While many kids growing up on the continent still dream of becoming the next Roger Milla, Samuel Eto’o, Rabah Madjer, Nwankwo Kanu or Didier Drogba, these days many others aspire to be a hero between the posts. It is no surprise to see more and more African keepers bursting onto the scene in elite football.

With the second round of CAF qualifiers for the FIFA World Cup Qatar 2022™ just months away, FIFA.com turned the spotlight on five of Africa’s top keepers, who are – and hope to remain – at the forefront of their teams’ ambitions.

Yassine Bounou (Morocco/Sevilla)

At 29, Yassine Bounou, or simply ‘Bono’, has been around for some time. Canadian born, he cut his teeth with the youth teams of Wydad Casablanca, where he made his first team debut in 2010 and progressed alongside the club’s legendary keeper Nadir Lamyaghri. He was a starter in the 2011 CAF Champions League final, which the club lost to Esperance de Tunis, before moving the following year to Atletico Madrid. Denied first-team football with Los Colchoneros, he would eventually find success in Spain with Real Zaragoza and Girona, paving the way for his transfer to Sevilla in 2019.

Second-choice behind Tomas Vaclick and used last season only for UEFA Europa League games, the Moroccan still dazzled in helping the Andalusian club lift that continental title. Bono was particularly impressive against Manchester United in the semi-finals and Inter Milan in the final, prompting Julen Lopetegui to hand him a starting place at the beginning of the current season. The situation is reminiscent of his journey with the national team, where, for many years, he was understudy to Munir. Bono would eventually relegate him to the bench in 2019, since when he has been first choice for the Atlas Lions. In the race to Qatar 2022, Moroccans will be hoping he can help their side progress from a group containing Guinea, Guinea-Bissau and Sudan.

Yassine Bounou of Sevilla celebrates with the UEFA Europa League Trophy

Mohamed El Shenawy (Egypt/Al Ahly)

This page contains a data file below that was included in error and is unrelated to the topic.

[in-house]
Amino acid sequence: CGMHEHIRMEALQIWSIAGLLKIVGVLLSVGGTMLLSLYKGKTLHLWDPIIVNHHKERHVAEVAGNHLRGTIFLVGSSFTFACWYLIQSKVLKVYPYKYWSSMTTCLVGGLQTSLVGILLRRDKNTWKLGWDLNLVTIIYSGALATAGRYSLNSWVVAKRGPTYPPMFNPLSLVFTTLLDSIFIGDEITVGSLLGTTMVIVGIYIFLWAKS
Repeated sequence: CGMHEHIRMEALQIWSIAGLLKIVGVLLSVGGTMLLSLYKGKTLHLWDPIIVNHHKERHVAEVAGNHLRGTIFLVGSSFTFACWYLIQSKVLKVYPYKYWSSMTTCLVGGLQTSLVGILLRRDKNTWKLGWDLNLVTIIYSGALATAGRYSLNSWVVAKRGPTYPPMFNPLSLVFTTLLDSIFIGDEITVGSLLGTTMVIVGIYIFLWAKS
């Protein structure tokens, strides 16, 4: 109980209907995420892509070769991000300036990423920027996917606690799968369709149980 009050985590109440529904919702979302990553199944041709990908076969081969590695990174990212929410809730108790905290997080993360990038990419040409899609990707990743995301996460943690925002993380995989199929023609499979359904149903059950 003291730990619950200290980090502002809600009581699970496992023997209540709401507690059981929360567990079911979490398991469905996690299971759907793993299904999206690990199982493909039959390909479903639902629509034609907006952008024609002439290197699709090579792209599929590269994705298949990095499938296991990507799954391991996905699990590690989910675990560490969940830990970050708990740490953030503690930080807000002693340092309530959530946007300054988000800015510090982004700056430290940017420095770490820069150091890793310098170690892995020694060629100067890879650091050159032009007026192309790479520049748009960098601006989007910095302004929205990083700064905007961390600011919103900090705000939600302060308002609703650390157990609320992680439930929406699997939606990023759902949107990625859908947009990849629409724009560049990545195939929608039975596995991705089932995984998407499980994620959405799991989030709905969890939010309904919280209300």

Mohamed El Shenawy is another who took centre stage relatively late in his career. It must be said, however, that his predecessor in the national team was a certain Essam El Hadary, a colossus of African football who kept goal for The Pharaohs until turning 45, in the process becoming the oldest player to compete at a FIFA World Cup in 2018. That said, El Shenawy has not being waiting in the wings at club level, having been a mainstay of Al Ahly since 2016. Captain of the Red Devils, he has won the last three editions of the Egyptian Premier League and was instrumental in his side’s progress to the last four of this year’s African Champions League before its interruption due to COVID-19.

A starter in Egypt’s initial group games of Russia 2018, he was named Man of the Match for the opening defeat to Uruguay (1-0). Now 31, and at the peak of his powers, he aspires to lead The Pharaohs to a second consecutive World Cup, starting with a group stage battle against Gabon, Libya and Angola.

Edouard Mendy (Senegal/Chelsea)

It’s hard to believe now, but 28-year-old Edouard Mendy only signed his first professional contract in 2016. The club in question was Stade de Reims, who finally gave the player a chance after seasons in the lower leagues and a short stint in Marseille’s reserve team. After three years there with no few clean sheets, reflex saves and commanding forays off his line, the 1.97m custodian moved to Rennes. It was no coincidence that, with the Senegalese in goal last year, the Bretons enjoyed their best ever season, culminating in a maiden UEFA Champions League qualification. As fate would have it, Mendy will get to experience that tournament, but in the colours of Chelsea, who secured his services in the most recent transfer window.